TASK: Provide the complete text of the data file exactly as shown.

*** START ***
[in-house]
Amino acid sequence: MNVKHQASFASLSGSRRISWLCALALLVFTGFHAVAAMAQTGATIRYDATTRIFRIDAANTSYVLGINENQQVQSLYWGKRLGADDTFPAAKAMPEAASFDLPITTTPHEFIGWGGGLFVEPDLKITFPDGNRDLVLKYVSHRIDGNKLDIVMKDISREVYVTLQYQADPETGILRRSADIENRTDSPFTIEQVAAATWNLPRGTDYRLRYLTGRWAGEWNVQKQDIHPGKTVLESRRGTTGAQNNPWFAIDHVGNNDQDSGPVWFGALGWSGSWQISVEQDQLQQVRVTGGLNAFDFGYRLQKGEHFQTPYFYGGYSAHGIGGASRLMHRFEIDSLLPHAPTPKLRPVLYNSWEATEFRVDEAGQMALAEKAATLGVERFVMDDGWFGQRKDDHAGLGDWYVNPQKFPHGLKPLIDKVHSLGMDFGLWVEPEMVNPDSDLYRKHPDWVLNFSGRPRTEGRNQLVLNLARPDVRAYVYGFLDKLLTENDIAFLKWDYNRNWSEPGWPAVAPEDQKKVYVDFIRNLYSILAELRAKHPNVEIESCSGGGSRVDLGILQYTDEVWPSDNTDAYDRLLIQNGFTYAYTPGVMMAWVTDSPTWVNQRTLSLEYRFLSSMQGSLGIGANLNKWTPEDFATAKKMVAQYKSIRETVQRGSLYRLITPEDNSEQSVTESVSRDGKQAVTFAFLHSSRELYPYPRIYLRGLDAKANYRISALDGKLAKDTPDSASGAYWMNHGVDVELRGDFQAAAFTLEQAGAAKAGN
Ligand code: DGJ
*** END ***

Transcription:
[in-house]
Amino acid sequence: MNVKHQASFASLSGSRRISWLCALALLVFTGFHAVAAMAQTGATIRYDATTRIFRIDAANTSYVLGINENQQVQSLYWGKRLGADDTFPAAKAMPEAASFDLPITTTPHEFIGWGGGLFVEPDLKITFPDGNRDLVLKYVSHRIDGNKLDIVMKDISREVYVTLQYQADPETGILRRSADIENRTDSPFTIEQVAAATWNLPRGTDYRLRYLTGRWAGEWNVQKQDIHPGKTVLESRRGTTGAQNNPWFAIDHVGNNDQDSGPVWFGALGWSGSWQISVEQDQLQQVRVTGGLNAFDFGYRLQKGEHFQTPYFYGGYSAHGIGGASRLMHRFEIDSLLPHAPTPKLRPVLYNSWEATEFRVDEAGQMALAEKAATLGVERFVMDDGWFGQRKDDHAGLGDWYVNPQKFPHGLKPLIDKVHSLGMDFGLWVEPEMVNPDSDLYRKHPDWVLNFSGRPRTEGRNQLVLNLARPDVRAYVYGFLDKLLTENDIAFLKWDYNRNWSEPGWPAVAPEDQKKVYVDFIRNLYSILAELRAKHPNVEIESCSGGGSRVDLGILQYTDEVWPSDNTDAYDRLLIQNGFTYAYTPGVMMAWVTDSPTWVNQRTLSLEYRFLSSMQGSLGIGANLNKWTPEDFATAKKMVAQYKSIRETVQRGSLYRLITPEDNSEQSVTESVSRDGKQAVTFAFLHSSRELYPYPRIYLRGLDAKANYRISALDGKLAKDTPDSASGAYWMNHGVDVELRGDFQAAAFTLEQAGAAKAGN
Ligand code: DGJ